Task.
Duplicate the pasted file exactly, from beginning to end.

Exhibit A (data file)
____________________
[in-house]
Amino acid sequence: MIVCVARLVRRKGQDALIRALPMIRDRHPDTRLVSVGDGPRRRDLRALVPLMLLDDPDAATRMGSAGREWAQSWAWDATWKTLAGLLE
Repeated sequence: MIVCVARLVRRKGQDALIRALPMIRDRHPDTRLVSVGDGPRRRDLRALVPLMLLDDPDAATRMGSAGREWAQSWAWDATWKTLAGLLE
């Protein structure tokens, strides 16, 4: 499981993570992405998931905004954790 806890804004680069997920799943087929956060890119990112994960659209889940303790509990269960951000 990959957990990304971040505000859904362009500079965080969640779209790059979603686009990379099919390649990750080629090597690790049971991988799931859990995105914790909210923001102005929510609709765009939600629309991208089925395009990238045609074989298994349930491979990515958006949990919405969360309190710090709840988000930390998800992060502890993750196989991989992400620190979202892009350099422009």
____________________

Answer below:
[in-house]
Amino acid sequence: MIVCVARLVRRKGQDALIRALPMIRDRHPDTRLVSVGDGPRRRDLRALVPLMLLDDPDAATRMGSAGREWAQSWAWDATWKTLAGLLE
Repeated sequence: MIVCVARLVRRKGQDALIRALPMIRDRHPDTRLVSVGDGPRRRDLRALVPLMLLDDPDAATRMGSAGREWAQSWAWDATWKTLAGLLE
């Protein structure tokens, strides 16, 4: 499981993570992405998931905004954790 806890804004680069997920799943087929956060890119990112994960659209889940303790509990269960951000 990959957990990304971040505000859904362009500079965080969640779209790059979603686009990379099919390649990750080629090597690790049971991988799931859990995105914790909210923001102005929510609709765009939600629309991208089925395009990238045609074989298994349930491979990515958006949990919405969360309190710090709840988000930390998800992060502890993750196989991989992400620190979202892009350099422009």